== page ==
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The orange collared one went along with the crowd, but the blue collared one stayed behind, all by himself at the house. I decided then that he was too independent for me, and appointed Mr. Curious the new moniker, Tully. Here he is shown in the picture with his grandfather, who is nine years old.

After I chose Tully, our breeder told me that he had fantastic potential for showing. And even though we had said we wanted just a pet, that she would be very happy for us to change the agreement down the road, and show him. So we will see! In the meanwhile, he will be the beloved newest addition to our family of furry, finned and feathered folk.

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After signing the papers and talking through a bunch of questions, we bundled him up in the car, in the back seat with me. Tully cried or howled all the way down to Edmonton, over an hour. Poor dear. He didn’t want to pee or drink or eat… All he wanted to do was shove his head in my jacket and snuggle.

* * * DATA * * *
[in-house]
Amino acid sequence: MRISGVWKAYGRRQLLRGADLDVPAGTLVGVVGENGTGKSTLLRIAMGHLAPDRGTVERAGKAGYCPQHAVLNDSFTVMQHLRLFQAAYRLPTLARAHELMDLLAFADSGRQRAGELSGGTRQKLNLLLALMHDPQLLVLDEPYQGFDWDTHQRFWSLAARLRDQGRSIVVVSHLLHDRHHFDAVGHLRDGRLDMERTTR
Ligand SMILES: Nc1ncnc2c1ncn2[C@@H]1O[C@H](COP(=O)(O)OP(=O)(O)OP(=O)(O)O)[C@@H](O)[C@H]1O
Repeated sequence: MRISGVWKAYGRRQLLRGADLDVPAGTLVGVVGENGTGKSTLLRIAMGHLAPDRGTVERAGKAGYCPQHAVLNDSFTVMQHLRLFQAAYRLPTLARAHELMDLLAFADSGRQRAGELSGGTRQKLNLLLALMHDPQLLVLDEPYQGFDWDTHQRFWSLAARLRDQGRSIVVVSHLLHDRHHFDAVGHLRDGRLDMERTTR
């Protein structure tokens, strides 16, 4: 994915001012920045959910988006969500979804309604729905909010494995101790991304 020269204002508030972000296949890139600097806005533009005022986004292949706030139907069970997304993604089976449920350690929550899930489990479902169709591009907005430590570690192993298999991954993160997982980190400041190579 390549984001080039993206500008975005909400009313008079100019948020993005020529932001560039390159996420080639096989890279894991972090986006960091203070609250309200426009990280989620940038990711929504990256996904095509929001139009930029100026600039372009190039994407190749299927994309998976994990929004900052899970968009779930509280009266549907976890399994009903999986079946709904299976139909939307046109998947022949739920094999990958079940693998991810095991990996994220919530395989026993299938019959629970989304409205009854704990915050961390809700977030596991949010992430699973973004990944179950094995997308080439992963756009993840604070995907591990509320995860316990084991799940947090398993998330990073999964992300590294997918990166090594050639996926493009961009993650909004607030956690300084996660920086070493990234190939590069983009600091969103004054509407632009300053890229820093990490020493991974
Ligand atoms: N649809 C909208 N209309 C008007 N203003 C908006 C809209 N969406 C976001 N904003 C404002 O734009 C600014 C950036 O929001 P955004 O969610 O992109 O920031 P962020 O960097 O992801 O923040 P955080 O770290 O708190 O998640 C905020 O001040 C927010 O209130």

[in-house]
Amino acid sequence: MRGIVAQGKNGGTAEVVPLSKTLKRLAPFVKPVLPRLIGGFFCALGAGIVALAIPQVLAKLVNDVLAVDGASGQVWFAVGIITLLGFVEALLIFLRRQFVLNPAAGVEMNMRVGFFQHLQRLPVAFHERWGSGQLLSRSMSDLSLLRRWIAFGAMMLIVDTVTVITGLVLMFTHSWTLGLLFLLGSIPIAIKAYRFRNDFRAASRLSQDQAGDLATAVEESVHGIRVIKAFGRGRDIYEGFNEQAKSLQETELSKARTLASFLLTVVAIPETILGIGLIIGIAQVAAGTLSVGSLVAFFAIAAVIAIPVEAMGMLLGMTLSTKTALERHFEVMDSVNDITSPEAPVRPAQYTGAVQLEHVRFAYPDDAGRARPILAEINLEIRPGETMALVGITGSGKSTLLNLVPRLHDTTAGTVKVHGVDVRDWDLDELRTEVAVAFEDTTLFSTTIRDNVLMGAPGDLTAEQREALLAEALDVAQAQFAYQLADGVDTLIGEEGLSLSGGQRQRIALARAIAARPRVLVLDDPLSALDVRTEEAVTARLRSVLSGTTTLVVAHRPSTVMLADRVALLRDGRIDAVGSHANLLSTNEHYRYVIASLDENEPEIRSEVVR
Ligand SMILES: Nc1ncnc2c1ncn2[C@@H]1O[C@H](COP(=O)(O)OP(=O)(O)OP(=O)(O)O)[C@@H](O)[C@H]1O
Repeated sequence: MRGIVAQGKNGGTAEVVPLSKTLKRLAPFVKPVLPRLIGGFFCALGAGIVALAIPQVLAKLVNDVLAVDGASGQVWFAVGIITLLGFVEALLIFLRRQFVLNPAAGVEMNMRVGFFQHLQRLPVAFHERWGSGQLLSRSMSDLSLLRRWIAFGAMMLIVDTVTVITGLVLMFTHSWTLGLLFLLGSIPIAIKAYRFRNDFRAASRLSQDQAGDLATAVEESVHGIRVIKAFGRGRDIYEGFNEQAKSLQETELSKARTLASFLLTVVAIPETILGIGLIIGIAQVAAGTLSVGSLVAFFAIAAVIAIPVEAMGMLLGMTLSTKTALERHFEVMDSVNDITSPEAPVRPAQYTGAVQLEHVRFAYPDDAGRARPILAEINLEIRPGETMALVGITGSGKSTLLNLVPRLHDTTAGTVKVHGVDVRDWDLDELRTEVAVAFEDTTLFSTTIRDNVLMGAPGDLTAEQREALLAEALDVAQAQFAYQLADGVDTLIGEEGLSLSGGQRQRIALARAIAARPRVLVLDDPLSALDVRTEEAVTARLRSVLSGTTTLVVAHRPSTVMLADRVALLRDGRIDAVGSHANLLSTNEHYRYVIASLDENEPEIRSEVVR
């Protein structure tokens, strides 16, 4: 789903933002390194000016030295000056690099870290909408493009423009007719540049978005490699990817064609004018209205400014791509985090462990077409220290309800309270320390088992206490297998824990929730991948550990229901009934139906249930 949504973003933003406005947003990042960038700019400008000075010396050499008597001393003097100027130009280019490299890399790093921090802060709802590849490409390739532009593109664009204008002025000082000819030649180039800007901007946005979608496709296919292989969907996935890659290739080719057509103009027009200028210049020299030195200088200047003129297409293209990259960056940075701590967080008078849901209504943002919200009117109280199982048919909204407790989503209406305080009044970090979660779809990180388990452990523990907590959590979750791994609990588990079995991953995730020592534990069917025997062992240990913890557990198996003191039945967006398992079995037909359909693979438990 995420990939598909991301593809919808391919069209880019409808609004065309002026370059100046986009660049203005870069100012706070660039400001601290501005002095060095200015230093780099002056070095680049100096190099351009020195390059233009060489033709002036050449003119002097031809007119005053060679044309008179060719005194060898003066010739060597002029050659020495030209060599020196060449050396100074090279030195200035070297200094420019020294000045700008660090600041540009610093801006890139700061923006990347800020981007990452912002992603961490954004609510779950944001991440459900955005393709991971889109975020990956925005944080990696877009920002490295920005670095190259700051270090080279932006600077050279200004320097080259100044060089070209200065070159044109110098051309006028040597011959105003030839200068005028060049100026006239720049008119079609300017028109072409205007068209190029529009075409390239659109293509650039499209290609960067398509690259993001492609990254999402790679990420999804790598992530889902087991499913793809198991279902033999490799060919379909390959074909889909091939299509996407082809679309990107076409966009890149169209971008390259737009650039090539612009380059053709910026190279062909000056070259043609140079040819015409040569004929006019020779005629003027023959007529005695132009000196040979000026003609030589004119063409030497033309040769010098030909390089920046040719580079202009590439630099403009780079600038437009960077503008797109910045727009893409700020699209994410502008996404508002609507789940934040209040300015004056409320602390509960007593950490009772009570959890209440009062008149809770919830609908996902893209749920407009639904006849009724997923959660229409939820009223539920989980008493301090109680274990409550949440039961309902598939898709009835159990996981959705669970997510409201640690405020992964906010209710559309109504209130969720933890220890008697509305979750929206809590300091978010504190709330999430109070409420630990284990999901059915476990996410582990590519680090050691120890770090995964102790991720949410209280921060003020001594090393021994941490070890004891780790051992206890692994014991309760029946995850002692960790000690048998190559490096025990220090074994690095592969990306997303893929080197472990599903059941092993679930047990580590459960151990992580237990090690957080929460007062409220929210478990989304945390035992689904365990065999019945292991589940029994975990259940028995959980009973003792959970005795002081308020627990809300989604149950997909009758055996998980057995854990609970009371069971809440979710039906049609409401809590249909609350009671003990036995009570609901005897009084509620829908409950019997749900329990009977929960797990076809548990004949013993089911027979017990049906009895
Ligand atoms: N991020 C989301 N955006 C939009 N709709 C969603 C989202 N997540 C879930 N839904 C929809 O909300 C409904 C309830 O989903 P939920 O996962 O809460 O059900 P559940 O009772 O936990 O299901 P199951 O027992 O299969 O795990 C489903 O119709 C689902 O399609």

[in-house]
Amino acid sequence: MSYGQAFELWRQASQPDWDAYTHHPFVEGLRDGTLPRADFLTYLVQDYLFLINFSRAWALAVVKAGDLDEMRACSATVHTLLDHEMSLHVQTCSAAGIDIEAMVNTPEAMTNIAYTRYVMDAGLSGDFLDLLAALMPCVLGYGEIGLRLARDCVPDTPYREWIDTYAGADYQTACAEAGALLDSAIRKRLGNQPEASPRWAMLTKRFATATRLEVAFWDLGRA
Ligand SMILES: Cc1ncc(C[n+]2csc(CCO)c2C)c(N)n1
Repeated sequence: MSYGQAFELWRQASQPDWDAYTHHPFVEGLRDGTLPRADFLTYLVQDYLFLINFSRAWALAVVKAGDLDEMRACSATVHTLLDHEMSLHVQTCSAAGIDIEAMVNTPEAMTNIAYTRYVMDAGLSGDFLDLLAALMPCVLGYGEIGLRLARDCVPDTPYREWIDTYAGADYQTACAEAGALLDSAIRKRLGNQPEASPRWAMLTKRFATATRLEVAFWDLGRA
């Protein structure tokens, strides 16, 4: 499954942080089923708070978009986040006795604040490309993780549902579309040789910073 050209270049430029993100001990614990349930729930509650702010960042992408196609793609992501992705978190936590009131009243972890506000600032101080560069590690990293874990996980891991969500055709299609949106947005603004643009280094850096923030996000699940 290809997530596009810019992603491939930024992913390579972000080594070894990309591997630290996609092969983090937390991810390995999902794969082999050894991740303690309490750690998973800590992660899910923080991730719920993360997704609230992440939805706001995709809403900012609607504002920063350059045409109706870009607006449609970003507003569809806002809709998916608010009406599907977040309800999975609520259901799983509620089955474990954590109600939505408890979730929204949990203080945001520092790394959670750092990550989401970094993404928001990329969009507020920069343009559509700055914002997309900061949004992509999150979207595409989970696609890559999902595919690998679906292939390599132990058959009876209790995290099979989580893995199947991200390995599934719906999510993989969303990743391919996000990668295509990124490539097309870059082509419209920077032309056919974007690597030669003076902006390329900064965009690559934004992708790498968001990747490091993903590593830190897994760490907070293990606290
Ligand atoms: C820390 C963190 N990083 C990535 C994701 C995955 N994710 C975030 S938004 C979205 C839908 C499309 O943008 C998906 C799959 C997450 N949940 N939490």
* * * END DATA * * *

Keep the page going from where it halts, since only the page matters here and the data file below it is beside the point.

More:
When we stopped at the fast food joint in Edmonton, Tully was relieved to get out of the car. He’d never been on leash before, but he padded along beside me, sat quietly at the picnic table while I ate, and peed on the snow. He’s not vaccinated yet, so I shouldn’t have technically done that, but we needed to eat and he needed to pee. Since he hasn’t gone through his puppy vaccines yet we will have to wait to introduce him to the world in person until about five weeks from now, until he’s had his first and second shots.

Mom says “he’s such a gentle puppy… So soft and cuddly! But a bit gangly like a teenager, too.” Both she and my auntie think I made the right choice. And I think I did too! He’s gentle and peaceful, just like his Gaelic name, Tully.